Rodran nodded and stepped aside to let Logan and the two other Justicars inside. The prisoner followed, and Rodran’s face dropped when their eyes met. He had not recognized her at first, with her face so dirty and battered, but there was no mistaking that look.
Ariana Cadderly, who, several months back, had spent a few weeks here while she researched the history and ways of a pre-war America. She had been a friendly, if naively idealistic, woman.
Suddenly, the arrival of the Knights Justicar took a much more grim tone for Rodran.
“So you recognize our little insurgent, then?” Logan said after a long moment had passed. “Good, that means she did not lie to our interrogators. We had some reason to doubt her story, after all. Who would have guessed that one of the famous Knights of Knowledge still lived, still defended this library, and still welcomed travelers seeking information?”
Rodran didn’t say anything. He looked uncomfortably between Logan and Ariana, trying to get a sense for the situation. What had Ariana done to attract the attention of the Justicars? Why did Logan call her an insurgent?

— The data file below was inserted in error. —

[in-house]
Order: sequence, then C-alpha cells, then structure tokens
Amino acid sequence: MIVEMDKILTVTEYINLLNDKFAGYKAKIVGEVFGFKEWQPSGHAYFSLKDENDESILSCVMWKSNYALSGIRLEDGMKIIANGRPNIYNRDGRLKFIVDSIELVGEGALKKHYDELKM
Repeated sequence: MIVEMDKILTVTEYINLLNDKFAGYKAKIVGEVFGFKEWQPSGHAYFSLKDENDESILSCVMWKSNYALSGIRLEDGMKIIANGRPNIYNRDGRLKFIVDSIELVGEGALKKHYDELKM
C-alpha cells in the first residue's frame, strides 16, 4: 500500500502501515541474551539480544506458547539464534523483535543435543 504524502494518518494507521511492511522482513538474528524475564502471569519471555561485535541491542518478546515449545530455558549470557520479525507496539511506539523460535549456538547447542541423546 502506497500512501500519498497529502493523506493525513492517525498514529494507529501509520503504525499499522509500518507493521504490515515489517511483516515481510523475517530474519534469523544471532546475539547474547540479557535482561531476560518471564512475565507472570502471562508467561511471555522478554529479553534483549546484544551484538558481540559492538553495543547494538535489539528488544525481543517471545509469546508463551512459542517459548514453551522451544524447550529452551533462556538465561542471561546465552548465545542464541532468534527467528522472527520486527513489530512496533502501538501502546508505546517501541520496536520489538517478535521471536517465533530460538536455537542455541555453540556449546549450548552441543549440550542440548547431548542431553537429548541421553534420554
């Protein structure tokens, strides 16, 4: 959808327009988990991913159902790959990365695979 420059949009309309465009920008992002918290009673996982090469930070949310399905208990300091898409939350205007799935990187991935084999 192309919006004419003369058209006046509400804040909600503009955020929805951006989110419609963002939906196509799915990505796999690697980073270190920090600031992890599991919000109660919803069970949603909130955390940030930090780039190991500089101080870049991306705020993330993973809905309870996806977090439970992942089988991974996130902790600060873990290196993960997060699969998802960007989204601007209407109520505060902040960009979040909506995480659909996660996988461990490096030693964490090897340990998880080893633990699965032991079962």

“When we heard her story, we knew we must come and see for ourselves,” Logan said. “To ask you a very important question?”
Rodran’s expression was of stone. “What would that be?”
Logan smiled at him. “Did you provide her with the knowledge that prompted her insurgency?” Before Rodran even had a chance to respond to the absurd accusation, Logan continued. “Her and her little band thought themselves the new American order, passing their own laws and living by a code they found in your books. Or claim to have found in your books, anyway.”
“She came requesting information on American ways in the old world,” Rodran confirmed. “And I had no reason to deny her.”
Logan shook his head. “I see. Well, I suppose we can’t blame you. You did not know what you actions would cause.”
“What would they cause?” Rodran asked, dryly.
“They thought because they had their own laws, they no longer needed the Justicars.” Logan’s reply made it clear how absurd he thought the concept. “They denied us entry into their towns, and denied us our solemn duty of passing judgment. This can not stand, you understand. We represent justice. We can not let lawlessness stand.”
“The Knights Justicar go where they are requested,” Rodran replied, remembering his grandfather’s lectures. “If they did not want you -”
Logan cut him off. “Perhaps, in the old days, this was true. But what we found was that many tribes and settlements, ruled by brutal dictators, claimed to not need us, but were suffering undo torture and maliciousness every day. So now we go where we feel we are needed, up to our best judgement.”